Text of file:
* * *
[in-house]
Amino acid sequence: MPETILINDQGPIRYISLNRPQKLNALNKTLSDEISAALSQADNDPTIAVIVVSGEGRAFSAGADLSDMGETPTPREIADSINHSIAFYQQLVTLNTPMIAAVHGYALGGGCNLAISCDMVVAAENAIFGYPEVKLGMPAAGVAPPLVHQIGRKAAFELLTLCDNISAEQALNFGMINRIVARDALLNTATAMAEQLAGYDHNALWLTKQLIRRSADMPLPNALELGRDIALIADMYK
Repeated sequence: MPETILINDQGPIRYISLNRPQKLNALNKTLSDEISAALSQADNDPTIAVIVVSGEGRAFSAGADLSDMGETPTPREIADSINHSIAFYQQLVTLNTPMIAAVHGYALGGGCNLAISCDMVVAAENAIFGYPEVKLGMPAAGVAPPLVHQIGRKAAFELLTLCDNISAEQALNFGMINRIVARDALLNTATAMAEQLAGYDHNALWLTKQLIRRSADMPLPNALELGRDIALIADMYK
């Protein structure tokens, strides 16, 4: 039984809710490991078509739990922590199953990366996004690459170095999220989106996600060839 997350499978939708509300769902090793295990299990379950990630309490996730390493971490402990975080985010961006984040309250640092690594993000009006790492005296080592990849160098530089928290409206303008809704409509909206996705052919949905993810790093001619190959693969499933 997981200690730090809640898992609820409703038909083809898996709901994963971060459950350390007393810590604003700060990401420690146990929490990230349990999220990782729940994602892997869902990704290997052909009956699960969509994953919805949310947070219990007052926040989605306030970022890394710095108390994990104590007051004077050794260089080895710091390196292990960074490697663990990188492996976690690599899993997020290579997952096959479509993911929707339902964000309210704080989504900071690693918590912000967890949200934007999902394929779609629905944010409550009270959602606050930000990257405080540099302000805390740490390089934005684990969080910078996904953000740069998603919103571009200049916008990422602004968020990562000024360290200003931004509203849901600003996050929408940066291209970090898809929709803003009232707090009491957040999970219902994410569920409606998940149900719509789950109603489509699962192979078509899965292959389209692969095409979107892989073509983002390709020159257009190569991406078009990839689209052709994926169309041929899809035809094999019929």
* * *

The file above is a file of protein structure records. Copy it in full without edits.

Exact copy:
[in-house]
Amino acid sequence: MPETILINDQGPIRYISLNRPQKLNALNKTLSDEISAALSQADNDPTIAVIVVSGEGRAFSAGADLSDMGETPTPREIADSINHSIAFYQQLVTLNTPMIAAVHGYALGGGCNLAISCDMVVAAENAIFGYPEVKLGMPAAGVAPPLVHQIGRKAAFELLTLCDNISAEQALNFGMINRIVARDALLNTATAMAEQLAGYDHNALWLTKQLIRRSADMPLPNALELGRDIALIADMYK
Repeated sequence: MPETILINDQGPIRYISLNRPQKLNALNKTLSDEISAALSQADNDPTIAVIVVSGEGRAFSAGADLSDMGETPTPREIADSINHSIAFYQQLVTLNTPMIAAVHGYALGGGCNLAISCDMVVAAENAIFGYPEVKLGMPAAGVAPPLVHQIGRKAAFELLTLCDNISAEQALNFGMINRIVARDALLNTATAMAEQLAGYDHNALWLTKQLIRRSADMPLPNALELGRDIALIADMYK
């Protein structure tokens, strides 16, 4: 039984809710490991078509739990922590199953990366996004690459170095999220989106996600060839 997350499978939708509300769902090793295990299990379950990630309490996730390493971490402990975080985010961006984040309250640092690594993000009006790492005296080592990849160098530089928290409206303008809704409509909206996705052919949905993810790093001619190959693969499933 997981200690730090809640898992609820409703038909083809898996709901994963971060459950350390007393810590604003700060990401420690146990929490990230349990999220990782729940994602892997869902990704290997052909009956699960969509994953919805949310947070219990007052926040989605306030970022890394710095108390994990104590007051004077050794260089080895710091390196292990960074490697663990990188492996976690690599899993997020290579997952096959479509993911929707339902964000309210704080989504900071690693918590912000967890949200934007999902394929779609629905944010409550009270959602606050930000990257405080540099302000805390740490390089934005684990969080910078996904953000740069998603919103571009200049916008990422602004968020990562000024360290200003931004509203849901600003996050929408940066291209970090898809929709803003009232707090009491957040999970219902994410569920409606998940149900719509789950109603489509699962192979078509899965292959389209692969095409979107892989073509983002390709020159257009190569991406078009990839689209052709994926169309041929899809035809094999019929």